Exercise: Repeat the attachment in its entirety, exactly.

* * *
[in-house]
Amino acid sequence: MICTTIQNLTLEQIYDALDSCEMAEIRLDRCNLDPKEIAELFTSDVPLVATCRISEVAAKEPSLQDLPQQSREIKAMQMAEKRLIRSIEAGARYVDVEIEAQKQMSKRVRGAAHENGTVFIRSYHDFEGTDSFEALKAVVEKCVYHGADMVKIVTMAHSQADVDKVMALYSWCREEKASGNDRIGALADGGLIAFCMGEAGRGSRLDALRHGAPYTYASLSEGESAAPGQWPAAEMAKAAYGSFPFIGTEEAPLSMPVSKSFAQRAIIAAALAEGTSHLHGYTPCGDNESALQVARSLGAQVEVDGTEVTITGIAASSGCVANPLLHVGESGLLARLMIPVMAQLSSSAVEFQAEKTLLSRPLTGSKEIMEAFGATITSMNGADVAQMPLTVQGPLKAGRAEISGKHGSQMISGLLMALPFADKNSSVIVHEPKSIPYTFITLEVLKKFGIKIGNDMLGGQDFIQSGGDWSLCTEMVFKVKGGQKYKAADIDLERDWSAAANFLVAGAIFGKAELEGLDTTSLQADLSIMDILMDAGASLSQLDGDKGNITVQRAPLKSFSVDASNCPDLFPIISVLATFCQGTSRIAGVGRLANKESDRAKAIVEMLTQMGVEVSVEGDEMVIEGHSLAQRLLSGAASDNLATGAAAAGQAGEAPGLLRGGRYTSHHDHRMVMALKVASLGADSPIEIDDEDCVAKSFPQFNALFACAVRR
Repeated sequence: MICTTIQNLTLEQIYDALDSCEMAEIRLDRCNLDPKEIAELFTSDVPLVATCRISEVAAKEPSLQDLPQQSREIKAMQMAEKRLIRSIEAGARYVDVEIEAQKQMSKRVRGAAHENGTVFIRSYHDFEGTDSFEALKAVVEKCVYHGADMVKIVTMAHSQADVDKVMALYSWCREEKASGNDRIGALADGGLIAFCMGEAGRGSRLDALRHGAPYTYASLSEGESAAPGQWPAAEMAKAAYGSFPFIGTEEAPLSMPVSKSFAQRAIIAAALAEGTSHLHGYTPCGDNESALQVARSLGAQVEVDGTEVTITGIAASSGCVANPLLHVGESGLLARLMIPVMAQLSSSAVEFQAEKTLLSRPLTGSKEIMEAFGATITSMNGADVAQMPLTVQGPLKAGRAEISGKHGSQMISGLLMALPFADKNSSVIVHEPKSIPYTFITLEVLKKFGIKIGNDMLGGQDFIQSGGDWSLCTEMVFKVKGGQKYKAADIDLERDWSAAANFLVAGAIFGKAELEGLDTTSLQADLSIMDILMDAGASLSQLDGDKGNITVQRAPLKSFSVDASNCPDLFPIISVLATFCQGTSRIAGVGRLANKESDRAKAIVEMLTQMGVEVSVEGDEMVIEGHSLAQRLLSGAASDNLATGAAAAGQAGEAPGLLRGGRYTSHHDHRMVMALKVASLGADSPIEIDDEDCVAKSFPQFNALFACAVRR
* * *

[in-house]
Amino acid sequence: MICTTIQNLTLEQIYDALDSCEMAEIRLDRCNLDPKEIAELFTSDVPLVATCRISEVAAKEPSLQDLPQQSREIKAMQMAEKRLIRSIEAGARYVDVEIEAQKQMSKRVRGAAHENGTVFIRSYHDFEGTDSFEALKAVVEKCVYHGADMVKIVTMAHSQADVDKVMALYSWCREEKASGNDRIGALADGGLIAFCMGEAGRGSRLDALRHGAPYTYASLSEGESAAPGQWPAAEMAKAAYGSFPFIGTEEAPLSMPVSKSFAQRAIIAAALAEGTSHLHGYTPCGDNESALQVARSLGAQVEVDGTEVTITGIAASSGCVANPLLHVGESGLLARLMIPVMAQLSSSAVEFQAEKTLLSRPLTGSKEIMEAFGATITSMNGADVAQMPLTVQGPLKAGRAEISGKHGSQMISGLLMALPFADKNSSVIVHEPKSIPYTFITLEVLKKFGIKIGNDMLGGQDFIQSGGDWSLCTEMVFKVKGGQKYKAADIDLERDWSAAANFLVAGAIFGKAELEGLDTTSLQADLSIMDILMDAGASLSQLDGDKGNITVQRAPLKSFSVDASNCPDLFPIISVLATFCQGTSRIAGVGRLANKESDRAKAIVEMLTQMGVEVSVEGDEMVIEGHSLAQRLLSGAASDNLATGAAAAGQAGEAPGLLRGGRYTSHHDHRMVMALKVASLGADSPIEIDDEDCVAKSFPQFNALFACAVRR
Repeated sequence: MICTTIQNLTLEQIYDALDSCEMAEIRLDRCNLDPKEIAELFTSDVPLVATCRISEVAAKEPSLQDLPQQSREIKAMQMAEKRLIRSIEAGARYVDVEIEAQKQMSKRVRGAAHENGTVFIRSYHDFEGTDSFEALKAVVEKCVYHGADMVKIVTMAHSQADVDKVMALYSWCREEKASGNDRIGALADGGLIAFCMGEAGRGSRLDALRHGAPYTYASLSEGESAAPGQWPAAEMAKAAYGSFPFIGTEEAPLSMPVSKSFAQRAIIAAALAEGTSHLHGYTPCGDNESALQVARSLGAQVEVDGTEVTITGIAASSGCVANPLLHVGESGLLARLMIPVMAQLSSSAVEFQAEKTLLSRPLTGSKEIMEAFGATITSMNGADVAQMPLTVQGPLKAGRAEISGKHGSQMISGLLMALPFADKNSSVIVHEPKSIPYTFITLEVLKKFGIKIGNDMLGGQDFIQSGGDWSLCTEMVFKVKGGQKYKAADIDLERDWSAAANFLVAGAIFGKAELEGLDTTSLQADLSIMDILMDAGASLSQLDGDKGNITVQRAPLKSFSVDASNCPDLFPIISVLATFCQGTSRIAGVGRLANKESDRAKAIVEMLTQMGVEVSVEGDEMVIEGHSLAQRLLSGAASDNLATGAAAAGQAGEAPGLLRGGRYTSHHDHRMVMALKVASLGADSPIEIDDEDCVAKSFPQFNALFACAVRR